Getting visa is like a real life Hunger Games. There is just such a slim chance of actually getting the visa and you need to make sure you are super qualified for it. Since I was applying for the O-1 visa which requires industry recognition, instead of working 9-5 like most of the recent graduates, I had to spend extra time to put myself out there and let people know who I am. I had to work really hard on everything since there might be a chance 6 months later that I would get deported. Plus, lawyers are ridiculously expensive.
What have you learned in the process?
I learned how nice the industry is. Honestly, I wouldn't have gotten the visa if I didn't have help from everybody.
What’s your proudest accomplishment, personal or professional?
Moving to New York! I was a biochemistry major in high school and it took a lot of fighting with my parents to convince that I'm was going after my passion and not necessarily a safe and comfortable life.
Tell us more about that transition from biochemistry to design.
I was really into manga when I was in middle school and I wanted to be a mangaka (manga illustrator.) After three years of drawing, I finally realized I sucked at it. I spent a lot of time talking about broken dreams, listening to Comptine d'un autre été on repeat and drinking endless cups of bubble tea. All that I was left with was the fact that I knew how to use photoshop (not to mention an endless number of embarrassing illustrations which I'm not sure I'll ever be brave enough to show to the world..) Since I was the only one in my whole school who knew the software, people started asking me to make posters and flyers for all the clubs and events at school. My art teacher mentioned graphic design as a career and I was like, "I can make money from making posters?!" My mind was like BOOOOM. It went from there to me walking on 23rd Street. I mean, who cares about biochemistry any more?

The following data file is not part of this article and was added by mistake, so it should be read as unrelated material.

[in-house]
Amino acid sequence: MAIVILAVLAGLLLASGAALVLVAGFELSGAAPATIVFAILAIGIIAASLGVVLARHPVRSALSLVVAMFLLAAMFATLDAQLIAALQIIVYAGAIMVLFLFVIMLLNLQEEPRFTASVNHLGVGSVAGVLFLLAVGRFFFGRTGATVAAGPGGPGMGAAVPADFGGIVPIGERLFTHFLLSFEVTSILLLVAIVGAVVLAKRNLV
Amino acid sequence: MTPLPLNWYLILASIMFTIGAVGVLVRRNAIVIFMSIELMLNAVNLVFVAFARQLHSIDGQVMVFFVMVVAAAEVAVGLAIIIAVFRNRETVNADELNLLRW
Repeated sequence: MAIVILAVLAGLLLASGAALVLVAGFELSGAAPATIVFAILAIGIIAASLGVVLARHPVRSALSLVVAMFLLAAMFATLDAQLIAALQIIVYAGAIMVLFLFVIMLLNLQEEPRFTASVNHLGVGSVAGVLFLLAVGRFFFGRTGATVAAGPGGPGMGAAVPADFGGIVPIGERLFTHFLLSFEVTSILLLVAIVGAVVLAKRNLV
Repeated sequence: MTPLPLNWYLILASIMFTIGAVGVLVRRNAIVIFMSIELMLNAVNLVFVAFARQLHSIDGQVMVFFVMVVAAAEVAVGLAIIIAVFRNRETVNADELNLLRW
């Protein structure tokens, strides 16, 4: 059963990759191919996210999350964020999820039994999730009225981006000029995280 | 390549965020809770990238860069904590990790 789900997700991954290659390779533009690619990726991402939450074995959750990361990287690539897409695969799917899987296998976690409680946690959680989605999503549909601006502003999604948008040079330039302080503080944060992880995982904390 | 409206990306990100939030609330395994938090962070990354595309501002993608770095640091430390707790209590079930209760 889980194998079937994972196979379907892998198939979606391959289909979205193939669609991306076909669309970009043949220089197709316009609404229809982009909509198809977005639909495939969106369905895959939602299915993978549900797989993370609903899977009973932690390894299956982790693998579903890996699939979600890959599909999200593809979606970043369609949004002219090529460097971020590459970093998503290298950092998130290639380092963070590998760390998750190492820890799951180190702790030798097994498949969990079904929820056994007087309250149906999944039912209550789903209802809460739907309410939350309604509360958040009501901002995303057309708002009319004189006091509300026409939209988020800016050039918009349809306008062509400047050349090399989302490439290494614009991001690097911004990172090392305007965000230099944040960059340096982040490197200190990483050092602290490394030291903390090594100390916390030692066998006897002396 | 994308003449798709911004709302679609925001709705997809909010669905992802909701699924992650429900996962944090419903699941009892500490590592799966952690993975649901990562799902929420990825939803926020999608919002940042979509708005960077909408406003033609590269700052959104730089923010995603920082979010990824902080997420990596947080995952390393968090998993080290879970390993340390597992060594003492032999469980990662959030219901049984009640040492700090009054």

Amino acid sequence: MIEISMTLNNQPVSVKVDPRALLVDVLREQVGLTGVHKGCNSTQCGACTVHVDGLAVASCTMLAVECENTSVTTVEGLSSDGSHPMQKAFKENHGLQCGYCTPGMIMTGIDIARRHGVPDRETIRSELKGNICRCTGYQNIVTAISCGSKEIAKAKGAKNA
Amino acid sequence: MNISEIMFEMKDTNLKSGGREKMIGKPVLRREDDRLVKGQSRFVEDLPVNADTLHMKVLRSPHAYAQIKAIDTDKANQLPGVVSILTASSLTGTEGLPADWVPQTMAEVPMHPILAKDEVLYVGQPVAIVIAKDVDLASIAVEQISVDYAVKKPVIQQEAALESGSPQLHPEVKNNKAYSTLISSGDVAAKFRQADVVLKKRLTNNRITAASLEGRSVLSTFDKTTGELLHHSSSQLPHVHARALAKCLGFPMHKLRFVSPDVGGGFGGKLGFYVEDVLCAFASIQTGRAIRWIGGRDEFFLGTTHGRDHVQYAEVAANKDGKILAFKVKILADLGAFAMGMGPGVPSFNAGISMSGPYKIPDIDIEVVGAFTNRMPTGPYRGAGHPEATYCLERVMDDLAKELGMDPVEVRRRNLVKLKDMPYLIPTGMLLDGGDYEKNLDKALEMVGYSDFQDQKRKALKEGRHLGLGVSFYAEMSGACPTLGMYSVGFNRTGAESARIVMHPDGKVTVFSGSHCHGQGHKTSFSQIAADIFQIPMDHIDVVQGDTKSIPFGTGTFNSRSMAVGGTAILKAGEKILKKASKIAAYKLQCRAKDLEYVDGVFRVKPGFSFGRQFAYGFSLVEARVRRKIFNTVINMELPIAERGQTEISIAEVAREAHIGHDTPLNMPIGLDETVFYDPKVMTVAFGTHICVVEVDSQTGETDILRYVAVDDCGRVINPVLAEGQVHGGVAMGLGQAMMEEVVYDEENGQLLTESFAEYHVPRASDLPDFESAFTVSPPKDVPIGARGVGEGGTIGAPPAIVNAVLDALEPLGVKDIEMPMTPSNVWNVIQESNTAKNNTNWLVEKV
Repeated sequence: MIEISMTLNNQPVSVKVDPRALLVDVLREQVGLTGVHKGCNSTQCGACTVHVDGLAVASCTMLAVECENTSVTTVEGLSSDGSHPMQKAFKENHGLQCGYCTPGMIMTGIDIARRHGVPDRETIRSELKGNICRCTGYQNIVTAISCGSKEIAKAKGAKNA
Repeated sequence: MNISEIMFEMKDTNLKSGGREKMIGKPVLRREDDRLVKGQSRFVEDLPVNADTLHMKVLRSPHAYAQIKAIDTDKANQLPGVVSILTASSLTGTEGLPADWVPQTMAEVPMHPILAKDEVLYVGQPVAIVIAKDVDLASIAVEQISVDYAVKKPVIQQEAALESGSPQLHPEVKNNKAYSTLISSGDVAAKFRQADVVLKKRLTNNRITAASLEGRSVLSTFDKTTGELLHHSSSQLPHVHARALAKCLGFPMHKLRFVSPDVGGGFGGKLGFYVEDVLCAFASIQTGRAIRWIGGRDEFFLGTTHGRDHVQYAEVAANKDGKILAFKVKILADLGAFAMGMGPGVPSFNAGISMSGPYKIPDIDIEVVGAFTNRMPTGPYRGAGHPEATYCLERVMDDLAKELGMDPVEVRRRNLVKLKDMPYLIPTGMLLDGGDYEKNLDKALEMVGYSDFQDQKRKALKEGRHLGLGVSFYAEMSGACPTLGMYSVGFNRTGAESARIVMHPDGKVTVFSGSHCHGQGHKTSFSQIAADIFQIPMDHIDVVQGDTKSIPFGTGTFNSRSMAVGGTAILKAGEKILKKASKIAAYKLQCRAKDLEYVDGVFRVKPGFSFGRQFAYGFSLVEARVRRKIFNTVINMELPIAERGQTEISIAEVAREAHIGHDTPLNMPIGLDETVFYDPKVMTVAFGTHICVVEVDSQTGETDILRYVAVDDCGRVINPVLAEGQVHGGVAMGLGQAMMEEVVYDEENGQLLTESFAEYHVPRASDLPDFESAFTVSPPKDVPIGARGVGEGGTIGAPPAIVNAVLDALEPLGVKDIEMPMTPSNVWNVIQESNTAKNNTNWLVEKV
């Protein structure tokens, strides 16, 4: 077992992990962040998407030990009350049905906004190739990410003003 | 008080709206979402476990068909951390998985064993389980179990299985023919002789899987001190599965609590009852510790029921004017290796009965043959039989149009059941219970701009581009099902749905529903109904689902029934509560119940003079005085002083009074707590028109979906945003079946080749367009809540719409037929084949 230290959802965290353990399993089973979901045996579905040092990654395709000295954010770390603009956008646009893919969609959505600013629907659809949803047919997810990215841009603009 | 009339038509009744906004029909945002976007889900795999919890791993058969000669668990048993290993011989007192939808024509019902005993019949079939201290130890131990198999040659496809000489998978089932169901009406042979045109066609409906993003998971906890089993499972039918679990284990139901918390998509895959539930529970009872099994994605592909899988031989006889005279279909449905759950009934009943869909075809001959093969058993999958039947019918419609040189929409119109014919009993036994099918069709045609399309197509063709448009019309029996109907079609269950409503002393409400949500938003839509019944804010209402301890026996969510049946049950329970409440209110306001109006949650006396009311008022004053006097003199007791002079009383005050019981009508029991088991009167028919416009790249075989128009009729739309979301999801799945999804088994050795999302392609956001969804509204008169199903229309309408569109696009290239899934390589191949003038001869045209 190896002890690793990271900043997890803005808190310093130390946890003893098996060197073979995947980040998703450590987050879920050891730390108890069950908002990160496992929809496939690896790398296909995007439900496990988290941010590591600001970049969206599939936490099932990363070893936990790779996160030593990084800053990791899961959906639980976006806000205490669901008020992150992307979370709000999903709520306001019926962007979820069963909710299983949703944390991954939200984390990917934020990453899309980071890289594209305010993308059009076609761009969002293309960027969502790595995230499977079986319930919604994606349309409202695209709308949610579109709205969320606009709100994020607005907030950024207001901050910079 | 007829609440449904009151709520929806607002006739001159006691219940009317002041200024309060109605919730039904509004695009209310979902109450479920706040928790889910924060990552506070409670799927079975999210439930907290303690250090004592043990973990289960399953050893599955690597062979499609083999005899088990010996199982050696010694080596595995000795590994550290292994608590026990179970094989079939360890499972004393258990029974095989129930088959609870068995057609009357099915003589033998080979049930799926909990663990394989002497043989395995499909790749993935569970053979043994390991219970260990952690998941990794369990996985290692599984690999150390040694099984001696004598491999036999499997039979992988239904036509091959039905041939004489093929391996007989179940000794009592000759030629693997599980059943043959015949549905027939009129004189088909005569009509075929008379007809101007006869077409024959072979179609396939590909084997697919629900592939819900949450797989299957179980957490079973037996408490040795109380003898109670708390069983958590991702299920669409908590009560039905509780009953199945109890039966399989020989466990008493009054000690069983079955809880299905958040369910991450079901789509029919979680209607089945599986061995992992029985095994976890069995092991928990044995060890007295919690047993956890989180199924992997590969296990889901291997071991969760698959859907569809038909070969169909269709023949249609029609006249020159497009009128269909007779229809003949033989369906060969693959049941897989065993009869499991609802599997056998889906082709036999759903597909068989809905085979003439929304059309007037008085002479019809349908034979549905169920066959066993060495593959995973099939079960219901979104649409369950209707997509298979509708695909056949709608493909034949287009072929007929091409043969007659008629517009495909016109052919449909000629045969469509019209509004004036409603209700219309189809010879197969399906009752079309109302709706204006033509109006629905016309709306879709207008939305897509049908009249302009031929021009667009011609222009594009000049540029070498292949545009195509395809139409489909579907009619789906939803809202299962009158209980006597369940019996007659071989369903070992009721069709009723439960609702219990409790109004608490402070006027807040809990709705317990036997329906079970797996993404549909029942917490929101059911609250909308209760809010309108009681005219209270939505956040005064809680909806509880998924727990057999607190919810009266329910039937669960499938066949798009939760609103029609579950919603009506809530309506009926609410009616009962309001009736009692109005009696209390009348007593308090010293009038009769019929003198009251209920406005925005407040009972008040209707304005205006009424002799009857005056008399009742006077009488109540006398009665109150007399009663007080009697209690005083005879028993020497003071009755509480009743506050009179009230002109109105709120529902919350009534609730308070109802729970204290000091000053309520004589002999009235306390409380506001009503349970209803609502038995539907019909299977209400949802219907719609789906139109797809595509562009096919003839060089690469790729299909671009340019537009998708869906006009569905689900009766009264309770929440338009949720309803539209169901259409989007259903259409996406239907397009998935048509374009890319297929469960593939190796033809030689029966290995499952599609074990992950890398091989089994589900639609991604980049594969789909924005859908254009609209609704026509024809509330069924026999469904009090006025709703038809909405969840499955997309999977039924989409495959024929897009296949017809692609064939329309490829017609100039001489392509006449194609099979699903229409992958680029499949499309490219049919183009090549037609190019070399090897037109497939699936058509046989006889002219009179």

What has been the biggest challenge in coming from another country?
Language, no doubt. It's not just the day-to-day vocabulary, its the slang and cultural references that drove me insane. I basically didn't know anything before 2009 (the year I arrived), so it took me almost a year and a half to finally have an effortless conversation without forming the sentences in my head first.
Any favorite words or expressions?
Word - Uranus
Expression: DUH (with my eye roll of course.)
Best thing about being a foreigner here?
The excuse of "I'm from China" works everywhere and every time.
Advice for fellow foreigners? Other creatives?
For foreigners: Make sure your work speaks for you and hopefully you also made some awesome friends that are willing to help you with the visa.
For everyone: Know your worth.
The future: what would you like to create? Be known for? Dream projects?
I want to create things that represents me as an individual.
I hope to be known for my happiness and optimism.
Dream projects mean an open brief with endless budget.